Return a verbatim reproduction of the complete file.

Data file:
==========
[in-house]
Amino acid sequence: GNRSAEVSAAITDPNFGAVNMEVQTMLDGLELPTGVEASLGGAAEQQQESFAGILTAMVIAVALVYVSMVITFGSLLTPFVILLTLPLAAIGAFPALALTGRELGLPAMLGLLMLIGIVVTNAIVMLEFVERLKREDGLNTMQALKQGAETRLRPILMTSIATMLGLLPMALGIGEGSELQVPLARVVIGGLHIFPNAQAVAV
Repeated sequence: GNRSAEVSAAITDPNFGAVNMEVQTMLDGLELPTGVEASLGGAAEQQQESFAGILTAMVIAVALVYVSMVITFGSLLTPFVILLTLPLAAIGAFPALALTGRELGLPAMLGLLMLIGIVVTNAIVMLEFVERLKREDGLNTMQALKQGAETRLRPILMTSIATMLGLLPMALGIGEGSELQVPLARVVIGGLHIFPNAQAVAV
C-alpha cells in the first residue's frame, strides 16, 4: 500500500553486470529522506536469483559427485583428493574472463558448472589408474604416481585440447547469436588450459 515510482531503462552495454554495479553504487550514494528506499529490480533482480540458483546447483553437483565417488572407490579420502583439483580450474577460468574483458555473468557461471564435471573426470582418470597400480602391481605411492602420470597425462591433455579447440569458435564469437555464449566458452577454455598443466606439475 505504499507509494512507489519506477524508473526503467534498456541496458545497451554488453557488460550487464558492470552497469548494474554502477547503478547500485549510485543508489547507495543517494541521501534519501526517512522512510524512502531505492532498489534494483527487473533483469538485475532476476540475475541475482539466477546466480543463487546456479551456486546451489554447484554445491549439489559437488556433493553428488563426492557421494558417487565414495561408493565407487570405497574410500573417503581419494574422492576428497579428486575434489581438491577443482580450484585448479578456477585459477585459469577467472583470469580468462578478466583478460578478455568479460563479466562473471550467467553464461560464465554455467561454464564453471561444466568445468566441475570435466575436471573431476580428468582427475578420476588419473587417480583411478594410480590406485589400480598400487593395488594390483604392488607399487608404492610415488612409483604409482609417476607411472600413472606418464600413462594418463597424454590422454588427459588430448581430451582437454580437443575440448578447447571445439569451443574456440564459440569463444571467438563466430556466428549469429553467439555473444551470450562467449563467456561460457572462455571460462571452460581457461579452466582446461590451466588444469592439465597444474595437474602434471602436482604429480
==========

[in-house]
Amino acid sequence: GNRSAEVSAAITDPNFGAVNMEVQTMLDGLELPTGVEASLGGAAEQQQESFAGILTAMVIAVALVYVSMVITFGSLLTPFVILLTLPLAAIGAFPALALTGRELGLPAMLGLLMLIGIVVTNAIVMLEFVERLKREDGLNTMQALKQGAETRLRPILMTSIATMLGLLPMALGIGEGSELQVPLARVVIGGLHIFPNAQAVAV
Repeated sequence: GNRSAEVSAAITDPNFGAVNMEVQTMLDGLELPTGVEASLGGAAEQQQESFAGILTAMVIAVALVYVSMVITFGSLLTPFVILLTLPLAAIGAFPALALTGRELGLPAMLGLLMLIGIVVTNAIVMLEFVERLKREDGLNTMQALKQGAETRLRPILMTSIATMLGLLPMALGIGEGSELQVPLARVVIGGLHIFPNAQAVAV
C-alpha cells in the first residue's frame, strides 16, 4: 500500500553486470529522506536469483559427485583428493574472463558448472589408474604416481585440447547469436588450459 515510482531503462552495454554495479553504487550514494528506499529490480533482480540458483546447483553437483565417488572407490579420502583439483580450474577460468574483458555473468557461471564435471573426470582418470597400480602391481605411492602420470597425462591433455579447440569458435564469437555464449566458452577454455598443466606439475 505504499507509494512507489519506477524508473526503467534498456541496458545497451554488453557488460550487464558492470552497469548494474554502477547503478547500485549510485543508489547507495543517494541521501534519501526517512522512510524512502531505492532498489534494483527487473533483469538485475532476476540475475541475482539466477546466480543463487546456479551456486546451489554447484554445491549439489559437488556433493553428488563426492557421494558417487565414495561408493565407487570405497574410500573417503581419494574422492576428497579428486575434489581438491577443482580450484585448479578456477585459477585459469577467472583470469580468462578478466583478460578478455568479460563479466562473471550467467553464461560464465554455467561454464564453471561444466568445468566441475570435466575436471573431476580428468582427475578420476588419473587417480583411478594410480590406485589400480598400487593395488594390483604392488607399487608404492610415488612409483604409482609417476607411472600413472606418464600413462594418463597424454590422454588427459588430448581430451582437454580437443575440448578447447571445439569451443574456440564459440569463444571467438563466430556466428549469429553467439555473444551470450562467449563467456561460457572462455571460462571452460581457461579452466582446461590451466588444469592439465597444474595437474602434471602436482604429480